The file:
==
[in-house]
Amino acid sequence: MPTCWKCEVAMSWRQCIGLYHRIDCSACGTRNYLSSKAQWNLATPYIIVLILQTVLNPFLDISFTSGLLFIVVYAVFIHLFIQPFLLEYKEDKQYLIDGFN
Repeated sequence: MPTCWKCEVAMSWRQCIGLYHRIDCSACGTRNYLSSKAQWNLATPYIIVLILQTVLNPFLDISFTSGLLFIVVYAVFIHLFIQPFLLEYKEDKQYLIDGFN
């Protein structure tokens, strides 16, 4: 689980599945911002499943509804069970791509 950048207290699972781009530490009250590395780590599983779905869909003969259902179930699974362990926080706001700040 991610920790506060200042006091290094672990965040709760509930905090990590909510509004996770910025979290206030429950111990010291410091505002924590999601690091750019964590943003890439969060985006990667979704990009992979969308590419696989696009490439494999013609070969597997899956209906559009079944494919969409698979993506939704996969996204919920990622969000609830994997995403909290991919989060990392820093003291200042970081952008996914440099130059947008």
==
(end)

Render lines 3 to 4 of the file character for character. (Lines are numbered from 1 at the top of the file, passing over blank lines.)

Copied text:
Repeated sequence: MPTCWKCEVAMSWRQCIGLYHRIDCSACGTRNYLSSKAQWNLATPYIIVLILQTVLNPFLDISFTSGLLFIVVYAVFIHLFIQPFLLEYKEDKQYLIDGFN
């Protein structure tokens, strides 16, 4: 689980599945911002499943509804069970791509 950048207290699972781009530490009250590395780590599983779905869909003969259902179930699974362990926080706001700040 991610920790506060200042006091290094672990965040709760509930905090990590909510509004996770910025979290206030429950111990010291410091505002924590999601690091750019964590943003890439969060985006990667979704990009992979969308590419696989696009490439494999013609070969597997899956209906559009079944494919969409698979993506939704996969996204919920990622969000609830994997995403909290991919989060990392820093003291200042970081952008996914440099130059947008």